I’m not a crunchy granola mom, I not a homeschooling mom, and I’m not a Martha Stewart mom. I let my kids eat junk food and real sugar, I let them wear mismatched outfits, and occasionally they go to bed without brushing their teeth. But one thing I do well, at least this year. I volunteer at my kids’ school.
Having been the Sunday School teacher for each of my kids’ classes on many, many occasions, I know better than to volunteer in my kids’ classrooms. But there are a ton of other ways to help out at the school. We do Breakfast Club twice each week, and I help out with Parent Council. This year that means co-organizing the annual Fun Fair. I’ll let you know in June if I’ve survived.
But why bother?
Why step in and spend hours of my free time feeding other people’s kids and raising money for the school?
It teaches my own kids about service to others. My kids volunteer right along with me. They set up the tables and chairs for Breakfast Club. They put out the food for breakfast. They even help prep the munchies for the Snack Program. And most importantly, they give up an extra 15 minutes of sleep twice a week so that we can get to school early for Breakfast Club. They’re learning to serve others even when it comes at a cost to them.
It allows me to get to know my kids’ teachers. My kids are pretty good kids, but being able to touch base with their teachers is a great thing. As my boys get older, they don’t necessarily tell me as much about their day as they used to. When a teacher pops into the school kitchen in the morning to ask if my son had told me he got the highest score on his last math test, it makes the morning rush worth it. Or when a child is having difficulty agreeing with the intent of an assignment, I’m there to back up the teacher.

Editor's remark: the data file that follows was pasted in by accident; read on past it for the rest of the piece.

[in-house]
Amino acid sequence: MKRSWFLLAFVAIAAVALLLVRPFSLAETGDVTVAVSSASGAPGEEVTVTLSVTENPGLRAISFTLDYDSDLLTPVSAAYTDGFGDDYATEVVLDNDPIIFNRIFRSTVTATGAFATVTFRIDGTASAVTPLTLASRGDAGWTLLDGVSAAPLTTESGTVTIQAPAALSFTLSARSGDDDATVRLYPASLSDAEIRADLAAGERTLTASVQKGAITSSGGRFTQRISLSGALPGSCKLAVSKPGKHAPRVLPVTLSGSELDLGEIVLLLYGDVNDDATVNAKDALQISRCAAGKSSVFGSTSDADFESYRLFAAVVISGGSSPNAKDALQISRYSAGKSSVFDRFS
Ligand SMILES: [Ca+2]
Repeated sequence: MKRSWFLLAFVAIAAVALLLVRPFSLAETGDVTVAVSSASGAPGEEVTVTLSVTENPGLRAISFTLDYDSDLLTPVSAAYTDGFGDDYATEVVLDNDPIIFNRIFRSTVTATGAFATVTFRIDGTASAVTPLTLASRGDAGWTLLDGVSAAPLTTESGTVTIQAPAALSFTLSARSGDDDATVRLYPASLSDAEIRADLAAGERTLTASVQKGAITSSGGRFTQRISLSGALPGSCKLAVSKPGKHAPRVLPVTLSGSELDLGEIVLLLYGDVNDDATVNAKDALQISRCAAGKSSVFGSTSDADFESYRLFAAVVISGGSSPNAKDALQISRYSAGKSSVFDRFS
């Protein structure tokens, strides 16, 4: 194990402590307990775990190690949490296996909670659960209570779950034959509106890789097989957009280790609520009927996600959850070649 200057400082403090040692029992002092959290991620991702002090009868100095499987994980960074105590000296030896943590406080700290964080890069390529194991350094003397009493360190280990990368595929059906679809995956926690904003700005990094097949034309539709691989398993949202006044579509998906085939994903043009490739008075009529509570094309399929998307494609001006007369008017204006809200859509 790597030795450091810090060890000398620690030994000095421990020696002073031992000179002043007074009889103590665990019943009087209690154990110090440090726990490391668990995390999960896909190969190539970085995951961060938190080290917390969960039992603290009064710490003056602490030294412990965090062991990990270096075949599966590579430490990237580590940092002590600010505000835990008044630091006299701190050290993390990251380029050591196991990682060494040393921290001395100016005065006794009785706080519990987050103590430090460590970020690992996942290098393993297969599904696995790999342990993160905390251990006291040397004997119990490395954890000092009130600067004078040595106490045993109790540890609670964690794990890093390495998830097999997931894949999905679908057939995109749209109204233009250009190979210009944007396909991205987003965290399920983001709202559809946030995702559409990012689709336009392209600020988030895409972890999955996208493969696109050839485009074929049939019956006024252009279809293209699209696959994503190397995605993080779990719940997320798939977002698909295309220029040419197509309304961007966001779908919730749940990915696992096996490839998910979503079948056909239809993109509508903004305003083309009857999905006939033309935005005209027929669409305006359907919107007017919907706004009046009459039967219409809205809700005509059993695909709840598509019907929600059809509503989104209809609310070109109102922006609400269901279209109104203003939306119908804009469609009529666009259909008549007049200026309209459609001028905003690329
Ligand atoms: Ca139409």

I get to see my kids hanging out with their friends. In a world largely dominated by online interaction and in a small town that too spread out for kids to pop over to one another’s houses, one great way to get to know my kids’ friends is to spy on them at school. Okay, I’m not really spying. Just kind of watching while pouring milk or peeking into the classroom while walking down the hall. I wouldn’t get the chance to do that if I wasn’t already in the school for other reasons.
I get to interact with other parents. I’m an introvert. I need an excuse to interact with people outside of my usual circles. By volunteering at the school, I get to work with a variety of people that I may not normally choose to work with. I get to hear other people’s experiences with teachers and classes, and I leave with a broader understanding of what’s going on in the school as a whole, not just in my own kids’ classrooms.
It helps my kids do better at school. I’m not sure how this one works, exactly. Maybe it’s a combination of being in touch with teachers, or maybe it even feeds into the self-confidence of my kids. But for whatever reason, my kids are doing better at school than they’ve ever done before. For one or two of my kids, that’s not too big of a deal. Learning comes easily to them. But for the kid that has a harder time learning in a traditional setting, this is HUGE. And if there were no other benefits to volunteering, this reason right here would be more than enough.
It raises funds that will be put to use for my children. Many times, Parent Council is synonymous with fundraising. But that’s okay because at our school, fundraising has been used to provide Smart Boards and projectors in every classroom, computers, library resources, funding for class trips, sports banquets, uniforms, and more. My kids are benefiting from the money we raise in direct and indirect ways.
Volunteering at a school isn’t for everyone, and work schedules, younger children and other life responsibilities can take priority. But then again, there are a lot more ways to volunteer than you may think. Helping in a classroom or with the lunch program is great, but there are so many other ways to help as well, even from home. There’s lots to do, from building games for a Fun Fair to donating supplies to making phone calls or sending emails to sitting on Parent Council and helping with decision-making.
After all, you know what they say … it takes a village!